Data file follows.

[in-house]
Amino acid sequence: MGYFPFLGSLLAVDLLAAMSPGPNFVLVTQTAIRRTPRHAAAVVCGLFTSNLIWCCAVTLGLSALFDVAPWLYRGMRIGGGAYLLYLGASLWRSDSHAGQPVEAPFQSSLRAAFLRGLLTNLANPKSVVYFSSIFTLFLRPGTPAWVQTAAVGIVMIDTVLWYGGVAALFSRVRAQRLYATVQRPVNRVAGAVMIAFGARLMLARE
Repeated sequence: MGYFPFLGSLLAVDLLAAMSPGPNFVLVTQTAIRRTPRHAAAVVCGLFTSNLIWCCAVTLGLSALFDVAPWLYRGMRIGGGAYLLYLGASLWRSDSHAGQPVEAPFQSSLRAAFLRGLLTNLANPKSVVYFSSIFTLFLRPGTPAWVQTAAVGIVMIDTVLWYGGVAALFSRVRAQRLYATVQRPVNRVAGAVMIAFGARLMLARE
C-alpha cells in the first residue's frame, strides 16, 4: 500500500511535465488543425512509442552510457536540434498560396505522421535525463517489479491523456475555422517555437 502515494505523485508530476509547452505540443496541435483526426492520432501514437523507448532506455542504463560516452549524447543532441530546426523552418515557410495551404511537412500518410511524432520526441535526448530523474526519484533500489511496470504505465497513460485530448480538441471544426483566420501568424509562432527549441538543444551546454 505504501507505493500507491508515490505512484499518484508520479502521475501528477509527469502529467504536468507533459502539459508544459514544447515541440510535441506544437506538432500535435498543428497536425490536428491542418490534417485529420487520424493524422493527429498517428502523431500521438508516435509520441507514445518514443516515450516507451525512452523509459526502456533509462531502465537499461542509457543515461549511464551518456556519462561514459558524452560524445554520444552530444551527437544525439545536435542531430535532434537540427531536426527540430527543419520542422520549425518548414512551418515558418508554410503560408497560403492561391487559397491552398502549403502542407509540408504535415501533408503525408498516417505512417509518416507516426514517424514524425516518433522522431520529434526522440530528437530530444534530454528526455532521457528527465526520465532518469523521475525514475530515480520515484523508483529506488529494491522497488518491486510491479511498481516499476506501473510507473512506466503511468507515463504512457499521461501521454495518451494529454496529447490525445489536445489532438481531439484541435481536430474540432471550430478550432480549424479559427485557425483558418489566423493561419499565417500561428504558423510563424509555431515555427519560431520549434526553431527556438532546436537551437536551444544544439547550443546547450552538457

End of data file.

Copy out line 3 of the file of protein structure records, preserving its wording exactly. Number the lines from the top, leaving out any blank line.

Repeated sequence: MGYFPFLGSLLAVDLLAAMSPGPNFVLVTQTAIRRTPRHAAAVVCGLFTSNLIWCCAVTLGLSALFDVAPWLYRGMRIGGGAYLLYLGASLWRSDSHAGQPVEAPFQSSLRAAFLRGLLTNLANPKSVVYFSSIFTLFLRPGTPAWVQTAAVGIVMIDTVLWYGGVAALFSRVRAQRLYATVQRPVNRVAGAVMIAFGARLMLARE